used, for instance, to define mental health behavioural
patterns, which can be analysed with the purpose to
enhancing behaviour and mental health (Onnela and
Rauch, 2016).
2.2 Wearables
Wearable electronic sensors (wearables, hereafter)
can include sensor(s) embedded in wristbands,
headband/headwear, necklaces, gloves, rings and
bracelets, chest belts, stretchable clothing, elastic
bands, kneepads and socks, all complying with the
natural gestures and motions of the wearer.
Some well-known sensory wristbands, such as
Fitbit Flex, Mi Band, Garmin Vivoactive, for
instance, and are useful for activity recognition, step
detection, and distance estimation.
The sensory headwear (Piscitelli et al., 2019) can
monitor neck motion handicaps and help in
evaluating neck functionality rehabilitation.
Equipped with sensors, the sensory glove can
measure fingers’ movements (Saggio and Bizzarri,
2014). The sensors can be of different types,
including optical fibers (Wise et al., 1990), Hall-
effect based sensors (Portillo-Rodriguez et al., 2007),
inertial measurement units (IMUs) (G. Saggio et al.,
1995) (Hsiao et al., 2015), piezoelectric (Cha et al.,
2017), stretch (Sbernini et al., 2016), and resistive
flex sensors (Saggio et al., 2016). The sensory glove
has been adopted for the analysis of hand tremor in
Parkinson’s disease patients (Cavallo et al., 2013), for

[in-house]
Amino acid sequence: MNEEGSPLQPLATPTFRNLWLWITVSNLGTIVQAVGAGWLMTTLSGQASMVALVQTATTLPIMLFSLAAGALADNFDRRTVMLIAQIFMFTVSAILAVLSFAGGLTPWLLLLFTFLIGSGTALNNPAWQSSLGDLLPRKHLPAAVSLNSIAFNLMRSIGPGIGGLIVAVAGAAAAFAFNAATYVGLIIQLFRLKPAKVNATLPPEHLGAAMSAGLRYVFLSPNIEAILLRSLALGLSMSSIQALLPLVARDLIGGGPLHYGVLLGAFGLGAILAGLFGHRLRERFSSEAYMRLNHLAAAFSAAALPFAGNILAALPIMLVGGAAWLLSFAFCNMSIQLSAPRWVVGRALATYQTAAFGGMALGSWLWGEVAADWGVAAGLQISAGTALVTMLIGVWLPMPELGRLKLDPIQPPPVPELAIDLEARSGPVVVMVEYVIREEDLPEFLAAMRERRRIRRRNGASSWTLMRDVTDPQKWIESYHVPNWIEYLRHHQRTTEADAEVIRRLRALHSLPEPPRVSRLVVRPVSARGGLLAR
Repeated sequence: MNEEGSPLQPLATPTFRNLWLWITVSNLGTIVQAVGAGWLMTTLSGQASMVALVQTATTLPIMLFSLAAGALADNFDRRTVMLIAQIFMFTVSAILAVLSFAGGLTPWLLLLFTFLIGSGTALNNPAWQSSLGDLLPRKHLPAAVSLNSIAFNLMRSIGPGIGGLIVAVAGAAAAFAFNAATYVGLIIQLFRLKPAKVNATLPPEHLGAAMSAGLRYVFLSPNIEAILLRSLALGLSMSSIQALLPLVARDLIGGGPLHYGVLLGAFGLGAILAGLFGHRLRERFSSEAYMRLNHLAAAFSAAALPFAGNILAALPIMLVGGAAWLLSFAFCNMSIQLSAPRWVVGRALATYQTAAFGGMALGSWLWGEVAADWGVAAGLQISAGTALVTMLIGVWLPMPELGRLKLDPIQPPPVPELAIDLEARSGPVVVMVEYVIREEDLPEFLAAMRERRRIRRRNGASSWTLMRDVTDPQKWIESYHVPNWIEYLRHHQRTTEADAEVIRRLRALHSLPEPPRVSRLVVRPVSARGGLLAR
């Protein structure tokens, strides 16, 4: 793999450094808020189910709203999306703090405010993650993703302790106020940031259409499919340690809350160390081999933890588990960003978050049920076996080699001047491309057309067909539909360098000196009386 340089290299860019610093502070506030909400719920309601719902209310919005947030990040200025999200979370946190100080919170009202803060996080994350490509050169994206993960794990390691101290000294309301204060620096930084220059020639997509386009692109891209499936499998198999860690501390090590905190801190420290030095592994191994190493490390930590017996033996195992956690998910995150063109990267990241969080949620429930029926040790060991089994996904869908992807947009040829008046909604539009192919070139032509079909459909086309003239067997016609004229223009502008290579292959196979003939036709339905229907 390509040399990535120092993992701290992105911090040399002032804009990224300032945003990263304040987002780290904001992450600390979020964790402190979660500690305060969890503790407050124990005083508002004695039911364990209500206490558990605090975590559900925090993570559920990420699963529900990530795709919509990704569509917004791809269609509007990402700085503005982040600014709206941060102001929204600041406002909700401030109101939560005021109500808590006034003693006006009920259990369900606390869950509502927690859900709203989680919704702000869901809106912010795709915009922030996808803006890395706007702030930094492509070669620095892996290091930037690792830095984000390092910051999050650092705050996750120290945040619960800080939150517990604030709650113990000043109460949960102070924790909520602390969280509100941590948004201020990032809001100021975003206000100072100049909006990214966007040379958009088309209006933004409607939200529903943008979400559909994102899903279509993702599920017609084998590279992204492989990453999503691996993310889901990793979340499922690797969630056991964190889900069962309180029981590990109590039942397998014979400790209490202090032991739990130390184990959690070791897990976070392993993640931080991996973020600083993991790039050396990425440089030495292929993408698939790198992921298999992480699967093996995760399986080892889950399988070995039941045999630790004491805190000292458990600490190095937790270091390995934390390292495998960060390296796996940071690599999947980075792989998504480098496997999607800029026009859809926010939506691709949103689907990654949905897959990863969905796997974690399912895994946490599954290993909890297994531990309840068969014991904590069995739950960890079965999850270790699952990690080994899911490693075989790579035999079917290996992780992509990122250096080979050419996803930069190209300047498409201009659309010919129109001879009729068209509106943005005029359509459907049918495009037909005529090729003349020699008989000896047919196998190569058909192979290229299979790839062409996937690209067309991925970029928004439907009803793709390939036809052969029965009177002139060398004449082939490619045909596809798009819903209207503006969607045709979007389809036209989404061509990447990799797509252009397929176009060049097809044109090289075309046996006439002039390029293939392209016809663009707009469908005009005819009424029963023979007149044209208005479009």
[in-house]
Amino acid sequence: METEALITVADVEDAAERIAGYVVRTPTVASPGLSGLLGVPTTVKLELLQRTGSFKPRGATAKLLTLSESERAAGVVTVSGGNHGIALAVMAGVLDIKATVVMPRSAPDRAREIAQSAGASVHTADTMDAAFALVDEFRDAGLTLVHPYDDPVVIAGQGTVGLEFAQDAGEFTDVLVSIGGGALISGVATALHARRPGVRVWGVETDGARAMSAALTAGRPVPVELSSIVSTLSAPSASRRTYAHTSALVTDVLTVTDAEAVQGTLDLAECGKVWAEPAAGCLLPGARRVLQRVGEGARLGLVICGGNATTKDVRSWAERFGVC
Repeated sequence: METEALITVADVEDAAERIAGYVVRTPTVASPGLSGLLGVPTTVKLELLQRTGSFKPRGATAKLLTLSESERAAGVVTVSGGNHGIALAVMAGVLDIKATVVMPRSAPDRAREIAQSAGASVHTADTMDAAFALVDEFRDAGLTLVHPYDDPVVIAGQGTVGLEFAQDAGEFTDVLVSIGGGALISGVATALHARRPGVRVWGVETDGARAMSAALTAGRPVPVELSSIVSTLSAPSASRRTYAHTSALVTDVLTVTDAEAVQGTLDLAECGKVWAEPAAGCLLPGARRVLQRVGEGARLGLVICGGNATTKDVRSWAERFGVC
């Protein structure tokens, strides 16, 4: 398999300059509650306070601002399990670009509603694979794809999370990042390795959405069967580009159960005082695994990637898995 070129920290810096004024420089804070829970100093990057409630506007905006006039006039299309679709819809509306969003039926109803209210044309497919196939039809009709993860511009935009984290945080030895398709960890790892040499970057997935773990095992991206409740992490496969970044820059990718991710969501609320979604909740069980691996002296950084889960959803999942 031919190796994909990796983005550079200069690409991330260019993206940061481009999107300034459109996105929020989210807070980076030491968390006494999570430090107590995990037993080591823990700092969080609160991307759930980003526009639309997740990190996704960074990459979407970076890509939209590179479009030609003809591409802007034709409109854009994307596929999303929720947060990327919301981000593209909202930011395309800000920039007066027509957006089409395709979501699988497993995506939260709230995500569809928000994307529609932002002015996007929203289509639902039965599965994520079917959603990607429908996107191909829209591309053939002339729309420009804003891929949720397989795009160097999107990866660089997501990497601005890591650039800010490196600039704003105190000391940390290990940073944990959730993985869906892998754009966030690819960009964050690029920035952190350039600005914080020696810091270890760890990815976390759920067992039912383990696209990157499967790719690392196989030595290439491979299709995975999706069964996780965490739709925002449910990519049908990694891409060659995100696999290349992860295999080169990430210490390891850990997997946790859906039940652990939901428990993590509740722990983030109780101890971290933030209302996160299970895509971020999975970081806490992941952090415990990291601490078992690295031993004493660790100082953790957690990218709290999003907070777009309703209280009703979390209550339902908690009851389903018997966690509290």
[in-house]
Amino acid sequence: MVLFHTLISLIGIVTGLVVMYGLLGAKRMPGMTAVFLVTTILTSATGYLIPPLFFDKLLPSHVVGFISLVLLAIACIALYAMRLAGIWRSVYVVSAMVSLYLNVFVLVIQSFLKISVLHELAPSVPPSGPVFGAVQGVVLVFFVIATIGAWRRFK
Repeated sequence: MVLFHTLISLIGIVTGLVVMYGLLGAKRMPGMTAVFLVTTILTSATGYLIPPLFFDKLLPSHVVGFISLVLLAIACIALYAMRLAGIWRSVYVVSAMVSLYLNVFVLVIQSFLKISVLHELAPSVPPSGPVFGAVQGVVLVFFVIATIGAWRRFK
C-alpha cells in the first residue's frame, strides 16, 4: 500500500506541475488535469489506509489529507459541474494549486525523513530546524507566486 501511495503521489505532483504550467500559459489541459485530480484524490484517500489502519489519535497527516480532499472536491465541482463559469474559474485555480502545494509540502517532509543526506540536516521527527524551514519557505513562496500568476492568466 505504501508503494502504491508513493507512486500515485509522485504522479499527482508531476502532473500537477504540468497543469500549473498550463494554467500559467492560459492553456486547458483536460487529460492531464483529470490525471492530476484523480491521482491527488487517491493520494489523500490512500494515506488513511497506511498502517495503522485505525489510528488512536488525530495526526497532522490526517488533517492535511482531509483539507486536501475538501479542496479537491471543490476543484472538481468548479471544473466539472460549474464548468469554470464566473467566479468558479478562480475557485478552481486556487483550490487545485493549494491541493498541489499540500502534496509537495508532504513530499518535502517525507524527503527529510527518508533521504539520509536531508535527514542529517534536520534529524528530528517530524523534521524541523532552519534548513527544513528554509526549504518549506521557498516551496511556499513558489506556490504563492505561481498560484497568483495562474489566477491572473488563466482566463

determining the fingers’ range-of-motion and the
fingers’ deformity of arthritic patients (Condell et al.,
2011), for measuring handgrip capabilities (Grandez
et al., 2010), and for assessing rehabilitation in
surgery patients (O’Flynn et al., 2013). Moreover, the
sensory glove has been useful in evaluating hand
movement capabilities (Hsiao et al., 2015) (Saggio et
al., 2015), finger muscle therapy effectiveness
(Hidayat et al., 2015), functional recovery
improvements after stroke (Merians et al., 2006), and
hand rehabilitation after traumas (Hsiao et al., 2015).
SensoRing® (by Sensogram, USA) is a ring with
built-in biosensors and wireless connectivity, to
measure (among others) blood pressure, heart rate,
respiration rate, perfusion index, and oxygen
The stretchable sensory clothing can non-
invasively measure the 3D trunk movements for
biomedical applications (Saggio and Sbernini, 2011)
with an accuracy of the order of one degree
(Mokhlespour et al., 2017).
The sensory elastic band system equipped with
IMUs can be located in whichever human body
segments. This is to evaluate postural deficit in
vestibular failure (Alessandrini et al., 2017), enhance
body standing balance recovery (Costantini et al.,
2018), determine children’s motor impairments
(Ricci et al., 2019a), assess dyskinesia (Ricci et al.,